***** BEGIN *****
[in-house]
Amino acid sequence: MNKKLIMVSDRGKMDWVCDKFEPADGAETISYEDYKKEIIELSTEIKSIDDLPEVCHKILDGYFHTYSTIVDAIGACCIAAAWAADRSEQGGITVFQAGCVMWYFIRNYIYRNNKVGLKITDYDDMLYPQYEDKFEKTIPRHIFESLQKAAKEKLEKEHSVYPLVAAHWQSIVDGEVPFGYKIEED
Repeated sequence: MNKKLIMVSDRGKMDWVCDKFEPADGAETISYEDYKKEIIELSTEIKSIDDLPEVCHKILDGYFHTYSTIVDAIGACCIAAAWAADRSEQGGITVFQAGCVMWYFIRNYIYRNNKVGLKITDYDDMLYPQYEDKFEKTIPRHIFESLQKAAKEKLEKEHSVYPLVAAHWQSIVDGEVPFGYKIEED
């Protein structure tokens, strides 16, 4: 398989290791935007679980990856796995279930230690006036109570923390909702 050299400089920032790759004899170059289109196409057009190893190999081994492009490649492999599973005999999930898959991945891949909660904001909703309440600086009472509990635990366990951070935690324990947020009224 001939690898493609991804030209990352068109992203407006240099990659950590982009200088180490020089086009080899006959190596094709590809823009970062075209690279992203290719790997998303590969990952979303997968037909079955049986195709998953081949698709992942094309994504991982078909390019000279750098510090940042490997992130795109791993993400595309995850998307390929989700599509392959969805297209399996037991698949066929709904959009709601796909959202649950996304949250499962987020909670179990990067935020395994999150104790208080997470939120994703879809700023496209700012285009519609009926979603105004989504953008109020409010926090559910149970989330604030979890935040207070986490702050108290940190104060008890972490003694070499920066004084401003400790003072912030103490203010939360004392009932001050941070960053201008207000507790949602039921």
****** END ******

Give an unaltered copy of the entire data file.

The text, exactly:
[in-house]
Amino acid sequence: MNKKLIMVSDRGKMDWVCDKFEPADGAETISYEDYKKEIIELSTEIKSIDDLPEVCHKILDGYFHTYSTIVDAIGACCIAAAWAADRSEQGGITVFQAGCVMWYFIRNYIYRNNKVGLKITDYDDMLYPQYEDKFEKTIPRHIFESLQKAAKEKLEKEHSVYPLVAAHWQSIVDGEVPFGYKIEED
Repeated sequence: MNKKLIMVSDRGKMDWVCDKFEPADGAETISYEDYKKEIIELSTEIKSIDDLPEVCHKILDGYFHTYSTIVDAIGACCIAAAWAADRSEQGGITVFQAGCVMWYFIRNYIYRNNKVGLKITDYDDMLYPQYEDKFEKTIPRHIFESLQKAAKEKLEKEHSVYPLVAAHWQSIVDGEVPFGYKIEED
């Protein structure tokens, strides 16, 4: 398989290791935007679980990856796995279930230690006036109570923390909702 050299400089920032790759004899170059289109196409057009190893190999081994492009490649492999599973005999999930898959991945891949909660904001909703309440600086009472509990635990366990951070935690324990947020009224 001939690898493609991804030209990352068109992203407006240099990659950590982009200088180490020089086009080899006959190596094709590809823009970062075209690279992203290719790997998303590969990952979303997968037909079955049986195709998953081949698709992942094309994504991982078909390019000279750098510090940042490997992130795109791993993400595309995850998307390929989700599509392959969805297209399996037991698949066929709904959009709601796909959202649950996304949250499962987020909670179990990067935020395994999150104790208080997470939120994703879809700023496209700012285009519609009926979603105004989504953008109020409010926090559910149970989330604030979890935040207070986490702050108290940190104060008890972490003694070499920066004084401003400790003072912030103490203010939360004392009932001050941070960053201008207000507790949602039921």